For many, the fix is a pill pop or magical lotion slap to dull the pain. Who has time to deal with pain and investigate its causes? Plus, isn’t pain a part of normal aging?

No, the pain is not normal. Pain is your body’s cry for help.

Warning signs afore pain are tightness and stiffness, altered mobility, muscle spasms, occasional nerve pinching, and, over time, a change in your natural posture.

"Posture affects and moderates every physiological function from breathing to hormonal production." 

American Journal of Pain Management

In natural posture, knees stack on top of ankles, hips stack on top of knees, shoulders stack on top of hips, head aligns with your shoulders.

ankles, hips stack on top of knees, shoulders stack on top of hips, head aligns with your shoulders

Image by Beth Scupham

Your front visual ‘box’ looks like a rectangle drawn shoulder to shoulder and hip to hip.

Do you own a rectangle or maybe a rhomboid (where the shoulder and hip on one side are lower than on the other)?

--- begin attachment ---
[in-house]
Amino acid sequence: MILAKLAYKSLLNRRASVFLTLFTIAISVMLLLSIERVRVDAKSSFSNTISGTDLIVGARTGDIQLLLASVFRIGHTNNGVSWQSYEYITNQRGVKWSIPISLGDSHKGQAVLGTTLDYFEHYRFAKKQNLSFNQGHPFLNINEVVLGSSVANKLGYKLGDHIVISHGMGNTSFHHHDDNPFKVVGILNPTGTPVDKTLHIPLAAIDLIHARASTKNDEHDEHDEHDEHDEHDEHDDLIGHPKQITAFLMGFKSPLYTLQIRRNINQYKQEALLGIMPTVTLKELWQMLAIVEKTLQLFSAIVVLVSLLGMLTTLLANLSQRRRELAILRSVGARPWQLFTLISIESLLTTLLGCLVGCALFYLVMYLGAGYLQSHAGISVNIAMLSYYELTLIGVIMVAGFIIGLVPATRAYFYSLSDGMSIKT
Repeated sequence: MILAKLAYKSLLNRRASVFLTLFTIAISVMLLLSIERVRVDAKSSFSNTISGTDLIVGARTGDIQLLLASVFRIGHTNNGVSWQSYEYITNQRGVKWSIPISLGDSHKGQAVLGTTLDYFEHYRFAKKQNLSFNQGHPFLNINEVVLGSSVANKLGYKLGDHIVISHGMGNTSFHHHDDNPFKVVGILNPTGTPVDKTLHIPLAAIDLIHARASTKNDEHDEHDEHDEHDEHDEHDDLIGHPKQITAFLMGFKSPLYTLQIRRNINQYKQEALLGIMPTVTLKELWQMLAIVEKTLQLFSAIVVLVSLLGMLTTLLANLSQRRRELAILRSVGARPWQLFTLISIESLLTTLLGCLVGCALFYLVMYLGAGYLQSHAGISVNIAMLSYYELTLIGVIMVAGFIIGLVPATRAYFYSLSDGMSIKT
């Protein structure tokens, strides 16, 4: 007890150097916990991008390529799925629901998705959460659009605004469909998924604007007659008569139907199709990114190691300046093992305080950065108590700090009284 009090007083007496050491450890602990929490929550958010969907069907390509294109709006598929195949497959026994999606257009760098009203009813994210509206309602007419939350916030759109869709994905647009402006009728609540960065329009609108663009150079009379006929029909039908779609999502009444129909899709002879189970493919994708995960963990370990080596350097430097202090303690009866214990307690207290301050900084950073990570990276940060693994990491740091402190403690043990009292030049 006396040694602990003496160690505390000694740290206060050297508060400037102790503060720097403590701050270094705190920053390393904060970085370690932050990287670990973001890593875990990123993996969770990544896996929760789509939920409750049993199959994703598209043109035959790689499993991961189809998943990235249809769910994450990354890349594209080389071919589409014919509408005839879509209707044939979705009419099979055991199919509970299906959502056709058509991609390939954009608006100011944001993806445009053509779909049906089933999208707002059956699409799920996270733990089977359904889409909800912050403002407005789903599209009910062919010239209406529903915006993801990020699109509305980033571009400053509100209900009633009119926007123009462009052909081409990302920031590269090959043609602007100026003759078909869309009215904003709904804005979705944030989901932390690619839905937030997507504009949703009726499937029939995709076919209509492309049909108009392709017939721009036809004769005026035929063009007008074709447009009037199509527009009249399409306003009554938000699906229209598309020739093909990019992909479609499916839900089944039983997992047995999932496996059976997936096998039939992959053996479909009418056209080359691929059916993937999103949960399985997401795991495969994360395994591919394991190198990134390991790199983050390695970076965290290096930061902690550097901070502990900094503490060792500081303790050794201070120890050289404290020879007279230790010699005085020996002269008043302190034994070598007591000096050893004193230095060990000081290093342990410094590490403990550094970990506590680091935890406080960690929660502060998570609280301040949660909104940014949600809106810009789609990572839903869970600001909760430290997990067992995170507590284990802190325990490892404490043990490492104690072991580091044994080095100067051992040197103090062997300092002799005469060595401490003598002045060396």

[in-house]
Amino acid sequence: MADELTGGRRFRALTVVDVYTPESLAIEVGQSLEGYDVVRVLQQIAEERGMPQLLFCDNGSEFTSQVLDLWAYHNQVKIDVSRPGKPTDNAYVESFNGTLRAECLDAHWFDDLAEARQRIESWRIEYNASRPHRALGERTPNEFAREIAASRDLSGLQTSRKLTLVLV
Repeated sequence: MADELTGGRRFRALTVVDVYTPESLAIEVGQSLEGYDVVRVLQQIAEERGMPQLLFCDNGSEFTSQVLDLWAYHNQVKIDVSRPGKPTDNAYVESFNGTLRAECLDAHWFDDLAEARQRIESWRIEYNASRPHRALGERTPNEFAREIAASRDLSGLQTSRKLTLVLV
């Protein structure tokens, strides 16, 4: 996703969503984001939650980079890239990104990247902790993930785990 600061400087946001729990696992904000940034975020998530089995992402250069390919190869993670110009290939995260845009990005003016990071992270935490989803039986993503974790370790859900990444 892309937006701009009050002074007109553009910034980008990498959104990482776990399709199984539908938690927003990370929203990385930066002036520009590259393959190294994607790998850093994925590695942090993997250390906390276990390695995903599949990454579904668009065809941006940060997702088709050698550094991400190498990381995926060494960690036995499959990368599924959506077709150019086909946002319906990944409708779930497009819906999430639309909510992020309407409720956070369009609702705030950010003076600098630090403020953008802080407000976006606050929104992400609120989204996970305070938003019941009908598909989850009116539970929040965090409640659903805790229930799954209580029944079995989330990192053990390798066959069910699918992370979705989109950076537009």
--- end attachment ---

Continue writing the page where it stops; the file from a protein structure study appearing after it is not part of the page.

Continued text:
• Is your head stacked on top of your shoulders?
  • Are the shoulders stacked on top of the pelvis?
  • Is your pelvis tilted forward or backward?
  • Are you locking your knees?
  • Do you sit in your heels or balls of feet?
  • Do you roll your feet out or roll your feet in?

 If you would like a visual, get my six-minute overview of how to get into physical alignment

While it may appear the above are cosmetic in nature only, the truth is, that any of the above deviations have functional implications.

“The beginning of the disease process begins with postural distortions”

Dr. Hans Selye, Nobel Laureate

For example:

  • Sitting slouched places uneven pressure on the different vertebras.
  • A posterior or anterior tilt in your pelvis will change the natural curve of the spine and place unequal pressure on the back or front of each individual vertebrae.
  • In either of the above cases, numbing due to increased nerve pressure and limited signaling or shock-like pain due to nerve impingement may result. The nerve supply to the corresponding muscles and organs is diminished.